Commas are a touchy subject, having divided writers of the English language into two distinct camps for many years.
On one side of the battlefield are those in favor the Oxford or “serial” comma, which is endorsed by Oxford University Press and the Chicago Manual of Style. In the other corner of the ring are the Associated Press and New York Times, ever skeptical of any unnecessary punctuation.
NPR’s Linda Holmes has a succinct way of describing the root cause of the comma wars:
For those of you who enjoy the outdoors and would no more sort commas into classes than you would organize peanut butter jars in order of viscosity, the serial comma — or “Oxford comma” — is the final comma that comes in a sentence like this: ‘I met a realtor, a DJ, a surfer, and a pharmaceutical salesperson.’ (In this sentence, I am on The Bachelorette.)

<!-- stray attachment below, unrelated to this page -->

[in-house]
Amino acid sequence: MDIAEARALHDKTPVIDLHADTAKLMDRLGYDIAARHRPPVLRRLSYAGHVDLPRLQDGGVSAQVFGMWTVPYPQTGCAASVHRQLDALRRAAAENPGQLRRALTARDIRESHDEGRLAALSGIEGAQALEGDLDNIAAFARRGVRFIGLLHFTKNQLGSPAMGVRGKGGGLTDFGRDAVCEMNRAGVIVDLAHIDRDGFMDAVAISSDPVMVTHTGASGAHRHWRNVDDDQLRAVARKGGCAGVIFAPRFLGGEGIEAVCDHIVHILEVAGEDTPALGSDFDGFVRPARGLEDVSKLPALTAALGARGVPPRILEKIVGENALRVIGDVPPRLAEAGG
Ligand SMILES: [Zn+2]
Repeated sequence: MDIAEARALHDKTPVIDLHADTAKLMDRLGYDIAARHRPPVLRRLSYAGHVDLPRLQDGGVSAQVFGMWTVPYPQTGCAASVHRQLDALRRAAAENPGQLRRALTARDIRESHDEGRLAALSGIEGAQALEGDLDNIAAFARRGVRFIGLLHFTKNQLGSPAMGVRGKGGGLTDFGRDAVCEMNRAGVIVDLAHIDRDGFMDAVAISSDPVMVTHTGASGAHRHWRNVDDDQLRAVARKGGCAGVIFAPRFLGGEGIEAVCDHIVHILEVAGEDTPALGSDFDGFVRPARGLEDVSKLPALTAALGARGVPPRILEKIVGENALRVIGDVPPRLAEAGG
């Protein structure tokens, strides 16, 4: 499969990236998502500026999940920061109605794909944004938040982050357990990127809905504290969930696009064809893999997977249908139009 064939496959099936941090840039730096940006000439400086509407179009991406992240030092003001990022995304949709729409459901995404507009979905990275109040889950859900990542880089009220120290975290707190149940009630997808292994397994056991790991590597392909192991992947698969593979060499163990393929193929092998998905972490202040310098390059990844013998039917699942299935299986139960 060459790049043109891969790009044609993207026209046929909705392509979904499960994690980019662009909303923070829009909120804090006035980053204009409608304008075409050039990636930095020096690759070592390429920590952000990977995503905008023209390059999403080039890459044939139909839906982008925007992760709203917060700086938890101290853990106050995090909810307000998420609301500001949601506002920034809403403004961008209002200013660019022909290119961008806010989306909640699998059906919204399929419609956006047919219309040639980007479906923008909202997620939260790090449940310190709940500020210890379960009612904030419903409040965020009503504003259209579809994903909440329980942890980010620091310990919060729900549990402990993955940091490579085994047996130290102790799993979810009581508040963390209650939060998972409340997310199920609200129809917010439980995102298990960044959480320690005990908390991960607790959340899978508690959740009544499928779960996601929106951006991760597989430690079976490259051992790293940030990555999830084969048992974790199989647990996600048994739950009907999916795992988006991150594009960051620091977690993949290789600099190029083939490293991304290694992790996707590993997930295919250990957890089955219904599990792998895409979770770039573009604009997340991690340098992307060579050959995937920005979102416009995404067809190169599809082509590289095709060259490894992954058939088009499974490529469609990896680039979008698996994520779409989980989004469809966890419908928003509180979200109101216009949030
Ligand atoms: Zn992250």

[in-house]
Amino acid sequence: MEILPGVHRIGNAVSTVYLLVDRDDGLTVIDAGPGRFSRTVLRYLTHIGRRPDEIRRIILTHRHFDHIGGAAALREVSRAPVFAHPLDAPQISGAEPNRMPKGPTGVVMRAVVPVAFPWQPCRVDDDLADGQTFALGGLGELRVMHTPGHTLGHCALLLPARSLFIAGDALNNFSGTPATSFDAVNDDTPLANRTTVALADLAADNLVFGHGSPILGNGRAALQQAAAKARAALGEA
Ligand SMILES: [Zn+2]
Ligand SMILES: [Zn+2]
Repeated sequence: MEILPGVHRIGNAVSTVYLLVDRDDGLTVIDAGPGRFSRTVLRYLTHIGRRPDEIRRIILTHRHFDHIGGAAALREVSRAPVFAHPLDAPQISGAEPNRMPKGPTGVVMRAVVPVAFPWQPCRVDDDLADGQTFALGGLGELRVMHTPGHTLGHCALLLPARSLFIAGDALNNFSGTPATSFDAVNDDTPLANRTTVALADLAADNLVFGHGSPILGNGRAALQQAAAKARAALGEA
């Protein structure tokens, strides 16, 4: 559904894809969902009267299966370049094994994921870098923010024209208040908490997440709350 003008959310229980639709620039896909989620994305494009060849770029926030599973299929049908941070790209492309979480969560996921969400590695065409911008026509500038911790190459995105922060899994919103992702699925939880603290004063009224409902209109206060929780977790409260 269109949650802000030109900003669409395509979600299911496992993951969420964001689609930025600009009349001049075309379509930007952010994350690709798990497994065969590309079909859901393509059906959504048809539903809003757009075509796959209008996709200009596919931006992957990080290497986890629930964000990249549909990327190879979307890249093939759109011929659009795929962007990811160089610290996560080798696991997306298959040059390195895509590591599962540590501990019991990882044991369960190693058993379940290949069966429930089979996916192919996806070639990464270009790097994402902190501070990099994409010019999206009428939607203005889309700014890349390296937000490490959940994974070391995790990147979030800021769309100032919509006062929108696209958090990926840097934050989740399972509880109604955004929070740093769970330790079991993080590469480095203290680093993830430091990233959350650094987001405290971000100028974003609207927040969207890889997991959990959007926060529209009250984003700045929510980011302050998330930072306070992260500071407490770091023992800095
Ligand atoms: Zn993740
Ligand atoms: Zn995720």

Just to reiterate the obvious, some believe the final comma should be included, while others argue that it must be left out.
Incidentally, Holmes makes a decent point— when did anyone start taking commas so seriously? Although it sheds little light on the sheer amount of animosity tied up in this debate, here’s a brief timeline of the comma’s history so far:
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